Making a living doing what you love is an ambition that many aspire to, but few are able to accomplish. For gearheads, getting your foot in the door of the automotive industry can be particularly difficult, regardless of specific vocation, due in no small part to the very finite amount of jobs available and the abundance of who are people happily willing to do them. For a multitude of reasons, automotive photography is arguably one of the most difficult areas within the industry to carve out a space for one’s work. So when we meet someone who’s managed to do so, it’s legitimately noteworthy.
If you’ve ever scanned the big, panning action at Speedhunters.com, or admired the photography on the cover of HOT ROD Magazine, chances are you’ve already come across Los Angeles-based photographer Larry Chen’s work. Larry is not only adept at homing in on the essence of what makes a particular car compelling to look at, he also has a knack for documenting car culture at the ground level, where authenticity often supersedes corporate sheen. But the path leading Larry to where he is today was anything but obvious, and none of it can be attributed to luck. We sat down with him to find out how he found a foothold in the industry, get his perspective on some of the most important aspects of automotive photography, and score some valuable advice for would-be photogs.
RK: Tell us about your background with cars – has this been a lifelong passion or something you discovered later on?
LC: I grew up around a bunch of guys who were obsessed with cars, even way before we could drive. I grew in Santa Monica, California, and that area has always had so much car culture to feed off of, so I was exposed to it early on because of that. But for me, it almost wasn’t even a choice. Part of it was that, generally speaking, when someone gets their first car these days, they don’t do their own repairs on it. But when we got our first cars, anything that went wrong with them we had to fix ourselves. At a certain point you kind of start to love the whole process.
RK: It definitely helps form a bond – whether you want it to or not. Can you tell us a bit about the career path that led you to where you are today?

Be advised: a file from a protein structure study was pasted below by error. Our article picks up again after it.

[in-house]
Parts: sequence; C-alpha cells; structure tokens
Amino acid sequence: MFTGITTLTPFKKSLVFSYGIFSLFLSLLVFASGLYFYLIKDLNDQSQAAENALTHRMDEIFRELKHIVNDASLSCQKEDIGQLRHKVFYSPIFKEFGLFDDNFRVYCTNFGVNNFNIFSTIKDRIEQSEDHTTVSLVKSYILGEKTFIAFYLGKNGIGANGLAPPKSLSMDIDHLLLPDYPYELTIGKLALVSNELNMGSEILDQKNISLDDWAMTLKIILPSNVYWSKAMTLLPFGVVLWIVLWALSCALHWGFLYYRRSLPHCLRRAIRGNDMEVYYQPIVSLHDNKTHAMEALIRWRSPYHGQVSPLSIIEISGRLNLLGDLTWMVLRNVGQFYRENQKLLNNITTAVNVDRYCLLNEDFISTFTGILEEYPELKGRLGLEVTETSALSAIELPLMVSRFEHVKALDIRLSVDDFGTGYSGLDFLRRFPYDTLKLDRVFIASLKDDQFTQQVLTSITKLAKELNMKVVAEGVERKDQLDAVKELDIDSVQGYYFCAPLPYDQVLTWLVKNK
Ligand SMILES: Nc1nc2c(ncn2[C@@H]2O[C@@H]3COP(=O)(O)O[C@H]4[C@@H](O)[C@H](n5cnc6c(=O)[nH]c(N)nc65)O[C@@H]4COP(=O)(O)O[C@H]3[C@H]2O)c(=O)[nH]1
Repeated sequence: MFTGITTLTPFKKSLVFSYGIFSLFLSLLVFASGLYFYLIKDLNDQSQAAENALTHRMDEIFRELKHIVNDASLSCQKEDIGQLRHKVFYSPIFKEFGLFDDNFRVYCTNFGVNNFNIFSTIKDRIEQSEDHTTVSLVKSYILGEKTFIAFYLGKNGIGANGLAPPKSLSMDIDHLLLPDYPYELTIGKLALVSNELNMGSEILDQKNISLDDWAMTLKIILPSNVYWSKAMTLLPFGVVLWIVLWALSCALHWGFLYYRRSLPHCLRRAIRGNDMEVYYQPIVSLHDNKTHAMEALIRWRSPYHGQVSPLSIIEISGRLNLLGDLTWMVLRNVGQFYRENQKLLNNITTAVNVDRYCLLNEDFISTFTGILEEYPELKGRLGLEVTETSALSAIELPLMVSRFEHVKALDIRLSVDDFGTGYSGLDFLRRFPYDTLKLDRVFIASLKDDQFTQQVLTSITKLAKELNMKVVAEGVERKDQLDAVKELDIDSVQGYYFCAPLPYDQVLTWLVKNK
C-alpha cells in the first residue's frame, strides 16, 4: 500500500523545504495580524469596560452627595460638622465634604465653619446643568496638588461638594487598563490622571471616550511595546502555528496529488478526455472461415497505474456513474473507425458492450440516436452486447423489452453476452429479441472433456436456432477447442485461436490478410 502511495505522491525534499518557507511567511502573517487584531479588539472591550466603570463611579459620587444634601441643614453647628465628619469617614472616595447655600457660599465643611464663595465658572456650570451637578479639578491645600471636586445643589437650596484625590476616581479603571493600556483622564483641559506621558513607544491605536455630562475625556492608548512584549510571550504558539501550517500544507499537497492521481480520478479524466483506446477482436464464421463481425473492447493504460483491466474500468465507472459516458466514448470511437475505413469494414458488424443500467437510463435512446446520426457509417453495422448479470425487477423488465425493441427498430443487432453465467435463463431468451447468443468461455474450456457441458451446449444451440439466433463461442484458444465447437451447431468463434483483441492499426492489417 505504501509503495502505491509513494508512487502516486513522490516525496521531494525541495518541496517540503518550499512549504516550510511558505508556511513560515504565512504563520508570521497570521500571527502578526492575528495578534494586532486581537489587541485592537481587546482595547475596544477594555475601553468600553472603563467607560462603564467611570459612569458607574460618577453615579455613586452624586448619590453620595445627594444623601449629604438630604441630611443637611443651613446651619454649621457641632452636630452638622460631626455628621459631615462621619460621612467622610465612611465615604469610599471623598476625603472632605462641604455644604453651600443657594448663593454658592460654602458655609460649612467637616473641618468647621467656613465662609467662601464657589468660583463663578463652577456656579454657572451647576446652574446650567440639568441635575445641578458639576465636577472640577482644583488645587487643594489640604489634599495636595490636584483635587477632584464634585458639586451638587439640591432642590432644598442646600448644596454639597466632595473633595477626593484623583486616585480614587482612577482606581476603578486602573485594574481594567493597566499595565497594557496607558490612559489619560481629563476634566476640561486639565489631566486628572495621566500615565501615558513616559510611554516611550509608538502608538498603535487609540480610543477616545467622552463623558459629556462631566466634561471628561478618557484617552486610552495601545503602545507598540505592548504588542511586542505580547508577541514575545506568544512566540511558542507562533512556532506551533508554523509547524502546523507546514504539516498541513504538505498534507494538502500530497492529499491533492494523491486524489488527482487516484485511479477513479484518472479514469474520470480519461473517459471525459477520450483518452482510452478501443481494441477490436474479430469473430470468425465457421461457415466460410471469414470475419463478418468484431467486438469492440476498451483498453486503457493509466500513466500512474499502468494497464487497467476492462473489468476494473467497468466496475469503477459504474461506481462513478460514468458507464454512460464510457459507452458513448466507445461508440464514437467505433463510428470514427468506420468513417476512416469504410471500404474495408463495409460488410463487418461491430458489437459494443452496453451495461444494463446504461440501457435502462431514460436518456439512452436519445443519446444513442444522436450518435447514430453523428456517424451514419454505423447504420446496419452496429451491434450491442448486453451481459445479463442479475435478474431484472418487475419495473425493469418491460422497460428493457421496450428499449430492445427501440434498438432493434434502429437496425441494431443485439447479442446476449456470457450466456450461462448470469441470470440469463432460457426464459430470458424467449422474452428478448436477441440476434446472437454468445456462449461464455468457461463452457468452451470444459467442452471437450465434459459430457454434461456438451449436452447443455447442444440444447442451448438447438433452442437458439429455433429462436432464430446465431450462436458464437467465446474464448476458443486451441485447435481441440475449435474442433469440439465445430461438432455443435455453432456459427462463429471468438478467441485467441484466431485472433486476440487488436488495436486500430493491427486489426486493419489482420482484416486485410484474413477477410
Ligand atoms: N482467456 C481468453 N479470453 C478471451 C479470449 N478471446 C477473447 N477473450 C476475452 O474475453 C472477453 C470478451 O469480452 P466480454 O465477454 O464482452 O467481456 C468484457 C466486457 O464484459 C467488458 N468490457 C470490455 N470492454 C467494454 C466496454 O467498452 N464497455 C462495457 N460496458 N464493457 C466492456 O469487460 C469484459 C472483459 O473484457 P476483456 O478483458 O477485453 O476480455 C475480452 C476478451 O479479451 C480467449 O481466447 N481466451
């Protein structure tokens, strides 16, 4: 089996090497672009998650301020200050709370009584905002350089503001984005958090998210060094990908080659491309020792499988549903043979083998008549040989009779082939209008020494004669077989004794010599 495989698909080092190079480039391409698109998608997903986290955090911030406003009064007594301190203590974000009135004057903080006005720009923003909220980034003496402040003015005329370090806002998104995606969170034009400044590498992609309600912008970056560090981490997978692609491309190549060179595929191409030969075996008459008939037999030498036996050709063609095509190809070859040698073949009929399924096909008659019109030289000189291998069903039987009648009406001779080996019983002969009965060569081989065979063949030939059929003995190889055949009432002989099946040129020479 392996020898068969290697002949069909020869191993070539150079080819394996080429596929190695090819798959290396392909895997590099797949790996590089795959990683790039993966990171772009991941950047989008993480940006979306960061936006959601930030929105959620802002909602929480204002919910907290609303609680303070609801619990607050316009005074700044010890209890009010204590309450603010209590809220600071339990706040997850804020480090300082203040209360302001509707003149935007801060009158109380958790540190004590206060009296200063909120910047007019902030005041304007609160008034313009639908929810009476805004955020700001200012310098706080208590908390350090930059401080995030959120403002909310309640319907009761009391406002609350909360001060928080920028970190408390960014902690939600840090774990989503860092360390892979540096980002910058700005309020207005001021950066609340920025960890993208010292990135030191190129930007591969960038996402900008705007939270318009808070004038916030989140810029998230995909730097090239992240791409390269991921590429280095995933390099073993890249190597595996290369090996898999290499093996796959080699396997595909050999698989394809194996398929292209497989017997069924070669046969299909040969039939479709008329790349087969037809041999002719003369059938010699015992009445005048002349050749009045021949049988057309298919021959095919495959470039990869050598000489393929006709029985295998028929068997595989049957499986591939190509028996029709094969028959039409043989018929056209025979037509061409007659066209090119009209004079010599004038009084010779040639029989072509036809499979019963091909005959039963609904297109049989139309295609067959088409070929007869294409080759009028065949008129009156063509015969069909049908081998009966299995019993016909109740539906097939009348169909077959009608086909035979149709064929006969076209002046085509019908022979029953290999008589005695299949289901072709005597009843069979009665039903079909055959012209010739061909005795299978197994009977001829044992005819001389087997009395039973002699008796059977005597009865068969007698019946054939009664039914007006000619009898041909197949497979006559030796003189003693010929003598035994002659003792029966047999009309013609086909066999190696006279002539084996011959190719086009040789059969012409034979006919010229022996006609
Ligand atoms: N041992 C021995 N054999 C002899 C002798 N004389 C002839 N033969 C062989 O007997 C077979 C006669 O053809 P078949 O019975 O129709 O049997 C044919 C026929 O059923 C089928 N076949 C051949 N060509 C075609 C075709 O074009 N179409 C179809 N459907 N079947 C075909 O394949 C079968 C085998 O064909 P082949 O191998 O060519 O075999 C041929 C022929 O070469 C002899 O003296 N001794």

LC: It’s pretty simple actually – I never went to school for photography and I didn’t go to college. As soon as I got out of high school I just started working, and all the money that I made went into my cars for autocross, track days, time attack – pretty much whatever driving events I could go to with my friends. At some point I thought, “Hey, maybe I should take pictures of these cars,” because I liked that aspect of it too. So I would shoot some photos and make videos of my friends and I at the track or wherever.
Not long after that I also realized I wasn’t very fast as a driver, but I could take pictures and that I really enjoyed that. So I started saving up my money and paying my own way to check out all these big events just to be able to photograph them. At that point the photos were just for myself, just to create them. I flew to Japan, Europe, China, and whatever events I could go to across the U.S. just to document car culture – this was in an era before YouTube existed and social media had really taken off, so these events weren’t as readily accessible online as they are now.
RK: So how did you turn this into something you could make a living from?
LC: It didn’t really come until way later. Right out of high school was building and repairing computers while also shooting photos. I spent so many years just building up my portfolio and making friends in the industry – it took a long time just to get my work in front of the right eyes. I think I operated at a loss for about four or five years. While I was shooting a Formula Drift event I met this guy who worked as a paparazzi. I thought that was kind of an interesting job, so I became a paparazzi for two years full-time. At that point I was shooting celebrities and shooting cars at the same time, and all the money I made as a paparazzi I would use to pay for my travel to car events. There was one SEMA show from around that time that I went to cover and I slept on a different hotel room floor every night for four nights. There was one point when I was covering the Formula Drift series where I would help the teams trailer their cars to the track just to be able to get to the events so I could be there to photograph. So it was kind of tough for a long time. I appreciate being able to do things properly now, but I also miss those days sometimes because of how simple things were – I was just out there to take pretty pictures.